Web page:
Cisco have had collaboration systems for many years. Historically these systems have been created around video conferencing and IP telephony, but in recent years this has been expanded to include chatting and file sharing as well. But the exact same questions need asking, as for the Teams solution from Microsoft. Who can do what to which files and with whom? At any time where we are collaborating or sharing files, we should include in our approach, a thorough risk assessment and regular reviews of the systems in question. This goes for any collaboration system, regardless of whether they are from Microsoft or Cisco. The network perimeter has been lost with the onset of could computing, but with collaboration this trend is accelerating, making the control and governance surrounding these tools business critical!
So, how do we advise or our customers and implement collaboration systems in our organizations? For Microsoft, the answer I typically give is Azure Information Protection, or AIP for short. With AIP we can tag and classify files and control what employees or partners can do with these files as well as control the sharing of the files. AIP can provide any organization, that utilizes AIP correctly, with a level of security and information governance benefits that cannot be overstated! I know I sound like a fanboy here, but AIP really can provide our organizations with an excellent level of security for our files. AIP can even integrate with 3rd party DLP solutions, which can use the tagging/classification on the files in their decisions for how the files should be handled by the DLP solution.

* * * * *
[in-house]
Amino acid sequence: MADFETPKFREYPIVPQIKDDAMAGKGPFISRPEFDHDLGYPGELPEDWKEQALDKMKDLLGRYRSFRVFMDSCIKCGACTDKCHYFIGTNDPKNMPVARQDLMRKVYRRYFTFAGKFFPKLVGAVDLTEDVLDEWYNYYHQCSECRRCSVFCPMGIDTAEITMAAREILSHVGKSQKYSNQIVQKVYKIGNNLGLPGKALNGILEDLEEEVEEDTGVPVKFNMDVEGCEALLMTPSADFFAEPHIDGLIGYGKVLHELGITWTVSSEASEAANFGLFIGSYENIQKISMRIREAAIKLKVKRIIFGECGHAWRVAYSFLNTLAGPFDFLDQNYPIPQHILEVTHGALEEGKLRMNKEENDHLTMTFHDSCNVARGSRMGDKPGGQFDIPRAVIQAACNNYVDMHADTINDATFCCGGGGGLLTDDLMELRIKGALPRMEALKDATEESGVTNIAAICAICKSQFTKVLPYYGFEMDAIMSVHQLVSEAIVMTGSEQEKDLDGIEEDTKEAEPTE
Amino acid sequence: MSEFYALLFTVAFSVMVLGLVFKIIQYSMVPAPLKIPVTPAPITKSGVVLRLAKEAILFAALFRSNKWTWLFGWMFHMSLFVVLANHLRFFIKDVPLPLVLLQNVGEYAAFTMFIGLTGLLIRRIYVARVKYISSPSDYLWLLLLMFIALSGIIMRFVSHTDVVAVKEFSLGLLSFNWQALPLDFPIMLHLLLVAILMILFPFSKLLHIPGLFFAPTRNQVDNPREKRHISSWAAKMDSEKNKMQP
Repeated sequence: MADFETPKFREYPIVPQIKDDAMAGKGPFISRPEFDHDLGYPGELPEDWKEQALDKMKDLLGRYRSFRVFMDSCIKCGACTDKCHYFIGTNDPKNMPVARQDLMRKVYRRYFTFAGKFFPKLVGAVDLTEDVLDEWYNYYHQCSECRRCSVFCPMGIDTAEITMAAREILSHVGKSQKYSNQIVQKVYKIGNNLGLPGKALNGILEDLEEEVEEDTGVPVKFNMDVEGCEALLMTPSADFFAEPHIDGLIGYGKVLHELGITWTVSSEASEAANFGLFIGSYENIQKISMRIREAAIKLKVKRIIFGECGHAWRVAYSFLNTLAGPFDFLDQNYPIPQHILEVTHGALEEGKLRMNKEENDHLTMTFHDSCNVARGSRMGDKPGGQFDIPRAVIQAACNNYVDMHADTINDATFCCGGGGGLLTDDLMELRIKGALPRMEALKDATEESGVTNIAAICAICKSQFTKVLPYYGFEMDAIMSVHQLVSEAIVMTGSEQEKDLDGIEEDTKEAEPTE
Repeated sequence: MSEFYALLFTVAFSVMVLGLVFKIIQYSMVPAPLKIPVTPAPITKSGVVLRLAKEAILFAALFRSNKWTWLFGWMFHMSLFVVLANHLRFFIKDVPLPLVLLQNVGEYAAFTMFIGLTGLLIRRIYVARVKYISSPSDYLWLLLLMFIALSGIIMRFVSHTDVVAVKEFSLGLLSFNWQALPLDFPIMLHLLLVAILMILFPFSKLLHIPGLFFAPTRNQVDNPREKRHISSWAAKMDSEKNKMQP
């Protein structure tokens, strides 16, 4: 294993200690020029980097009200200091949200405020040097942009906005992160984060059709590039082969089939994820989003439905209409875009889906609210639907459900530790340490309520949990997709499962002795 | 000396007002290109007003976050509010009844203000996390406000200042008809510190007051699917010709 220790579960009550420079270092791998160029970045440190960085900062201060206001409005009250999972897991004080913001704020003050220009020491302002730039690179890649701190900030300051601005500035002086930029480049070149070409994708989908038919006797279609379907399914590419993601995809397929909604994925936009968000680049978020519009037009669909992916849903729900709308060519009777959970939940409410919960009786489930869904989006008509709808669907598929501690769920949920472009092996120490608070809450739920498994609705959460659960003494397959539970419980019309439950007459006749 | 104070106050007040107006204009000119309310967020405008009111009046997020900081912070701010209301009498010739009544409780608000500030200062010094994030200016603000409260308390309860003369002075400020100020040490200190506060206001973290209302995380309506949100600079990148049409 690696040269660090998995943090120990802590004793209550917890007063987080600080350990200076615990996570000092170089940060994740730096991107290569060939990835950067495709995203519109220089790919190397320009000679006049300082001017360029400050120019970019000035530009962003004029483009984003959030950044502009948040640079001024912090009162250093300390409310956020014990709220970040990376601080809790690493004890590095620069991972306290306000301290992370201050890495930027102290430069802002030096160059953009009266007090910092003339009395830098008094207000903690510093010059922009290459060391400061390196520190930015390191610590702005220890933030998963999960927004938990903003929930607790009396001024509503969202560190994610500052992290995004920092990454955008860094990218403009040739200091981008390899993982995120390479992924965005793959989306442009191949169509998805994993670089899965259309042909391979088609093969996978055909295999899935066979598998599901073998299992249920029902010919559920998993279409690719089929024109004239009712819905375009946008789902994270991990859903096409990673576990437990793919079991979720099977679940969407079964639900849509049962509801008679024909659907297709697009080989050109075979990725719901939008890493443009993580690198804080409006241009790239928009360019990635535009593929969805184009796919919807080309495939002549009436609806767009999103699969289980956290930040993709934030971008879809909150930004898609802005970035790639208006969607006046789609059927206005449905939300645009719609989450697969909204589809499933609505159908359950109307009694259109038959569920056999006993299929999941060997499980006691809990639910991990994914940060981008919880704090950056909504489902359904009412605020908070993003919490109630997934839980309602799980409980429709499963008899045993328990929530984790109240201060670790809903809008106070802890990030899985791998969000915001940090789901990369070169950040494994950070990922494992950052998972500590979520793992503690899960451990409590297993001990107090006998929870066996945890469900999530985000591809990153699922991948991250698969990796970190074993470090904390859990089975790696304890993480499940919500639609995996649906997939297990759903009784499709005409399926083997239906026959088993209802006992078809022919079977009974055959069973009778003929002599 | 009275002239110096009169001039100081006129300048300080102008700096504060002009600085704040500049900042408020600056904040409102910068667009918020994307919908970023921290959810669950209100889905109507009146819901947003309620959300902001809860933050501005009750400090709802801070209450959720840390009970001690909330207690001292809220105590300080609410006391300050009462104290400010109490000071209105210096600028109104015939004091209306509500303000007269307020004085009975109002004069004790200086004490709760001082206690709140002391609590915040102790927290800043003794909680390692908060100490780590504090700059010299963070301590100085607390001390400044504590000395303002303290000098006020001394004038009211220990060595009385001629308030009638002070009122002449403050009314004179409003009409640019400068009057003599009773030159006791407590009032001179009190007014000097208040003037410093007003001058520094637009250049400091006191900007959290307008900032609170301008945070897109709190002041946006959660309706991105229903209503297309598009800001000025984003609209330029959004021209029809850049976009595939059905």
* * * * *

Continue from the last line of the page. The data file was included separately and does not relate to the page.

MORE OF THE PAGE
The caveat to AIP, you knew this was coming right? AIP cannot be implemented by IT themselves! The business needs to be involved in how files are tagged and how files are classified. IT cannot know which files that HR are using should be tagged or classified. The same goes for finance files and all the other departments in a modern organization. The business must create the tags/classification that the business needs and here is where many a project crash! The business is busy with the business and does not necessarily understand the benefits that can be gained from information tagging and classification. An AIP project must be anchored at the highest possible level in the organization, preferably at the C-level, in order to be successful. Without that level of sponsorship and pressure, the various business units will not take the AIP project seriously.
I know there are tools out there that promises to create automated tagging and classification on files and Microsoft has their own roadmap that includes such a tool and such a tool will make sense in many cases, but it does not remove the need for the business to be involved with the actual classification of the information. These tools can remove a lot of the labor involved in classifying the older information, regardless of the location of the information, but a successful AIP project must achieve buy in from the various business units.
Tom Madsen has been active in the cybersecurity industry for more than 20 years. Tom graduated from the University of Aalborg and covered several technical roles in security during his professional career. He is certified as CISSP, CISA, CISM, CGEIT, CRISK, CCSP, CDSPE and CSSLP, and has published the book "The Art of War for Cybersecurity". He is currently writing a book 'Security Architecture - How & Why'.